Unlike polycrystalline diamond films, amorphous hydrogenated carbon (AHC) films can be deposited at room temperature, are amorphous in atomic structure, and form very smooth surfaces. Amorphous hydrogenated carbon film consists of very small 10–20 Å sp2 bonded (graphitic) clusters captured in a largely sp3 coordinated, partially hydrogenated random network of covalently bonded carbon. Because of the extreme stiffness of the carbon-carbon bond, this hydrocarbon composite, less dense even than graphite, exhibits hardness rivaling that of the hardest ceramics. We report a systematic study of the tribological characteristics of AHC films deposited on silicon substrates by radio frequency plasma assisted chemical vapor deposition. The friction and wear behavior of these films in sliding contact with a steel ball without any lubrication was evaluated as a function of film deposition conditions, contact stress, sliding speed, sliding distance, and relative humidity. The friction coefficient and the wear of both the contacting surfaces were found to increase with relative humidity. At low relative humidity, (a) the films exhibited friction coefficients in the range of 0.05–0.16 under a contact stress ranging from 0.83 to 1.66 GPa and a sliding speed ranging from 0.03 to 1 m/s and (b) the wear rates of the film and the steel ball were significantly lower than that of other hard coating, such as TiN or TiC, evaluated under similar conditions. These results are very encouraging for some tribological applications of AHC films.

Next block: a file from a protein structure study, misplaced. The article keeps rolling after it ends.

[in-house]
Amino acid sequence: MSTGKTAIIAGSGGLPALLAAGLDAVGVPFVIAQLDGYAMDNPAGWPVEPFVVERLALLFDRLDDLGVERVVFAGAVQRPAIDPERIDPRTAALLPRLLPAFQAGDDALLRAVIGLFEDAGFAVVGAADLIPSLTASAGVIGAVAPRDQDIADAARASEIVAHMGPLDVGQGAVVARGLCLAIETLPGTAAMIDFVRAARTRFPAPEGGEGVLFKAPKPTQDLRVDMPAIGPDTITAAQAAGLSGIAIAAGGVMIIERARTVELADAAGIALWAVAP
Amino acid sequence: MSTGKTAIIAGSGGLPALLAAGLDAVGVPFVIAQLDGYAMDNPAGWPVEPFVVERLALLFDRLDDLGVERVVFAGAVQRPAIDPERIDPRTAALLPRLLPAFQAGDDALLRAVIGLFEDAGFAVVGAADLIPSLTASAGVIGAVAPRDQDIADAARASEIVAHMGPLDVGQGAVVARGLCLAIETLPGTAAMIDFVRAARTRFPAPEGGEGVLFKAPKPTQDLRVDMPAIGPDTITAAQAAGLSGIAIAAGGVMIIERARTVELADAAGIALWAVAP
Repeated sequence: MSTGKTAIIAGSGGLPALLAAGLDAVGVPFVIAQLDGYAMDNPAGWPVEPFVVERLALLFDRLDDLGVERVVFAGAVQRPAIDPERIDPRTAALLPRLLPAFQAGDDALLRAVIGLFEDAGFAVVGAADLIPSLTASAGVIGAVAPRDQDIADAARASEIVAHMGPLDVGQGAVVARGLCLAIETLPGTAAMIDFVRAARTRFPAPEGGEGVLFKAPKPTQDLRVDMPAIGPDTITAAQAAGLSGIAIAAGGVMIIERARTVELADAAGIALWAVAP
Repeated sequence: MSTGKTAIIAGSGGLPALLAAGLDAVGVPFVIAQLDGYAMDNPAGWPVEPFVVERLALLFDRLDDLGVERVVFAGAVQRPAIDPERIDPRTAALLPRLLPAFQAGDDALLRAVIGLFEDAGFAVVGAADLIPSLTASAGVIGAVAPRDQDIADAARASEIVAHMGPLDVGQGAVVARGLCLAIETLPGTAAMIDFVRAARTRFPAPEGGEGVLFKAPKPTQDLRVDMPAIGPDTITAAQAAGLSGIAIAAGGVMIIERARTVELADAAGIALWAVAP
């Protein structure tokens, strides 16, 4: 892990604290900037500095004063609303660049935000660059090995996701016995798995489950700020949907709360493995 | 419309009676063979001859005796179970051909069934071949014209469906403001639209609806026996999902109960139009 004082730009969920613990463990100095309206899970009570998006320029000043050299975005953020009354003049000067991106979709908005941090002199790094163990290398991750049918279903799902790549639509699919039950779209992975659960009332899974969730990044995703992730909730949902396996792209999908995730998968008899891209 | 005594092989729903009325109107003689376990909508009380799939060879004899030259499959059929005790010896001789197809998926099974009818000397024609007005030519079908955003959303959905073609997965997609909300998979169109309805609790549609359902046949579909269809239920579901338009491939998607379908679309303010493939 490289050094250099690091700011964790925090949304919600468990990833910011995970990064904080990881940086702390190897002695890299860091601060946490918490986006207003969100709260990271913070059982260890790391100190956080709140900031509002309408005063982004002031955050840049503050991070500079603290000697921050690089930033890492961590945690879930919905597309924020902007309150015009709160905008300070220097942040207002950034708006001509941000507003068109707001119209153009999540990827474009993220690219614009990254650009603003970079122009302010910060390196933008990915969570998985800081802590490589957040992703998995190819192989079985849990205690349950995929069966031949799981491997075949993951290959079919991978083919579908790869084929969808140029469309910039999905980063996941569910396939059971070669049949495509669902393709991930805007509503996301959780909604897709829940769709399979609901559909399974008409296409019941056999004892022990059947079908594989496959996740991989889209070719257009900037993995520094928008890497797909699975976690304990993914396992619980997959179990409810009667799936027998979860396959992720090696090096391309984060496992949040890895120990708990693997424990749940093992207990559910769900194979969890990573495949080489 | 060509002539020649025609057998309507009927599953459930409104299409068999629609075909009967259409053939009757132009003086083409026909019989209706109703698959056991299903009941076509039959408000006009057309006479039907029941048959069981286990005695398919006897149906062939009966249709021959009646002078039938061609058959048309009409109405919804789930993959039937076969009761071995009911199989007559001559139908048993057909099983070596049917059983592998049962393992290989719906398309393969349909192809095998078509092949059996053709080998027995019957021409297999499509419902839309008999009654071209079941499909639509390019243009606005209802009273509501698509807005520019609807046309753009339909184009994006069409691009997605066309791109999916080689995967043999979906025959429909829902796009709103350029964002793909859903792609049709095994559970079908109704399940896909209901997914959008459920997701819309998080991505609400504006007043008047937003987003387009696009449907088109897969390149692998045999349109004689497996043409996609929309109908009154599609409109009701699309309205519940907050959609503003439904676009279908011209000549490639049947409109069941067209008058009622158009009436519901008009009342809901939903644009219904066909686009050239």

This content is only available via PDF.
You do not currently have access to this content.